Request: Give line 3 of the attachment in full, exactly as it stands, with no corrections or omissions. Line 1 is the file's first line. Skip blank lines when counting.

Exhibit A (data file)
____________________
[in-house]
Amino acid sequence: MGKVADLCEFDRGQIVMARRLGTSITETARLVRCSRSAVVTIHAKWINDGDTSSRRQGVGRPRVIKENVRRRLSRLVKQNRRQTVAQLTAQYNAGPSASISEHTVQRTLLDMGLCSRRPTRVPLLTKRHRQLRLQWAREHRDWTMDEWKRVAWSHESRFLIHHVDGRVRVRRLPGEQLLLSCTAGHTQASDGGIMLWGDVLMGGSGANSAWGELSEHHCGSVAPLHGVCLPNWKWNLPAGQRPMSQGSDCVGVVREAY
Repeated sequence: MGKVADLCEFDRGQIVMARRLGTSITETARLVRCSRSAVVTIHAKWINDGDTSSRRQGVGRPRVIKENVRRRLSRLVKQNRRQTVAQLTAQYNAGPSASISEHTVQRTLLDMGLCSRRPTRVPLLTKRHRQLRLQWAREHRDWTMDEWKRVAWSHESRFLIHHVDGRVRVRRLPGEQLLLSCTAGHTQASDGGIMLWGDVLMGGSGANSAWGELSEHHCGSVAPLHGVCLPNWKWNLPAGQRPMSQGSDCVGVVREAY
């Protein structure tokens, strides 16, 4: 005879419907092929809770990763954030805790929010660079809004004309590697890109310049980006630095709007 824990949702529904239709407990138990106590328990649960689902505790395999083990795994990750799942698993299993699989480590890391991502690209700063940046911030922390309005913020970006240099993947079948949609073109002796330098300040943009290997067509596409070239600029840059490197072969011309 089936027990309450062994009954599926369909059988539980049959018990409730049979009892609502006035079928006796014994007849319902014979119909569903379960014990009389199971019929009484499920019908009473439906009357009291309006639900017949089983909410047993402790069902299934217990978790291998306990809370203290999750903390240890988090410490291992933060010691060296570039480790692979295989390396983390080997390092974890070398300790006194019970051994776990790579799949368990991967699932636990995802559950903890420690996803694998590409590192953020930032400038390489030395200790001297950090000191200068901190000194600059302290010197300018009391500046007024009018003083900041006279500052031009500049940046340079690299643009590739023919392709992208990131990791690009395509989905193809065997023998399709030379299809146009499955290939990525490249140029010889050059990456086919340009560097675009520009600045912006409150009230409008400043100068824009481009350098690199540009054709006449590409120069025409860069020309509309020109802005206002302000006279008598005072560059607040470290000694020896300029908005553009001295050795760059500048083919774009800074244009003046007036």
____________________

Repeated sequence: MGKVADLCEFDRGQIVMARRLGTSITETARLVRCSRSAVVTIHAKWINDGDTSSRRQGVGRPRVIKENVRRRLSRLVKQNRRQTVAQLTAQYNAGPSASISEHTVQRTLLDMGLCSRRPTRVPLLTKRHRQLRLQWAREHRDWTMDEWKRVAWSHESRFLIHHVDGRVRVRRLPGEQLLLSCTAGHTQASDGGIMLWGDVLMGGSGANSAWGELSEHHCGSVAPLHGVCLPNWKWNLPAGQRPMSQGSDCVGVVREAY